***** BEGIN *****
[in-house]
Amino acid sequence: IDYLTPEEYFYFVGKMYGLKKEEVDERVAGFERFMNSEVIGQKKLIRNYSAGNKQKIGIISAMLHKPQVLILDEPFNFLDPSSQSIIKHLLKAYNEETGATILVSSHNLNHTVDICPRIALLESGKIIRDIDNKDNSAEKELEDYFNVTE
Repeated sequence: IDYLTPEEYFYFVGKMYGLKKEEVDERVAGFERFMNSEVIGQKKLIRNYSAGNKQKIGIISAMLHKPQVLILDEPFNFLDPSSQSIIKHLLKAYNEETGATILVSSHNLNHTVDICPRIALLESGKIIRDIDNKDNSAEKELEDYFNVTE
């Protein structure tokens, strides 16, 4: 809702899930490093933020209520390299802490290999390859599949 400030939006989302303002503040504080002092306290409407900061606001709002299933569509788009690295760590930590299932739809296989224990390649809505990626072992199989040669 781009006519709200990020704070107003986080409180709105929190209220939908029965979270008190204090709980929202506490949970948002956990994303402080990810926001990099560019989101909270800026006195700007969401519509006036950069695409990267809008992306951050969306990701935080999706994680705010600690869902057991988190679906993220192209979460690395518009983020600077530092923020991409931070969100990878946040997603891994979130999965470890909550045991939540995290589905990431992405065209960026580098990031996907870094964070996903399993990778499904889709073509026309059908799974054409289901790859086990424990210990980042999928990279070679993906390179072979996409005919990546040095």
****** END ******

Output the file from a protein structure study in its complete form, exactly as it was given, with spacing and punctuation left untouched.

[in-house]
Amino acid sequence: IDYLTPEEYFYFVGKMYGLKKEEVDERVAGFERFMNSEVIGQKKLIRNYSAGNKQKIGIISAMLHKPQVLILDEPFNFLDPSSQSIIKHLLKAYNEETGATILVSSHNLNHTVDICPRIALLESGKIIRDIDNKDNSAEKELEDYFNVTE
Repeated sequence: IDYLTPEEYFYFVGKMYGLKKEEVDERVAGFERFMNSEVIGQKKLIRNYSAGNKQKIGIISAMLHKPQVLILDEPFNFLDPSSQSIIKHLLKAYNEETGATILVSSHNLNHTVDICPRIALLESGKIIRDIDNKDNSAEKELEDYFNVTE
């Protein structure tokens, strides 16, 4: 809702899930490093933020209520390299802490290999390859599949 400030939006989302303002503040504080002092306290409407900061606001709002299933569509788009690295760590930590299932739809296989224990390649809505990626072992199989040669 781009006519709200990020704070107003986080409180709105929190209220939908029965979270008190204090709980929202506490949970948002956990994303402080990810926001990099560019989101909270800026006195700007969401519509006036950069695409990267809008992306951050969306990701935080999706994680705010600690869902057991988190679906993220192209979460690395518009983020600077530092923020991409931070969100990878946040997603891994979130999965470890909550045991939540995290589905990431992405065209960026580098990031996907870094964070996903399993990778499904889709073509026309059908799974054409289901790859086990424990210990980042999928990279070679993906390179072979996409005919990546040095």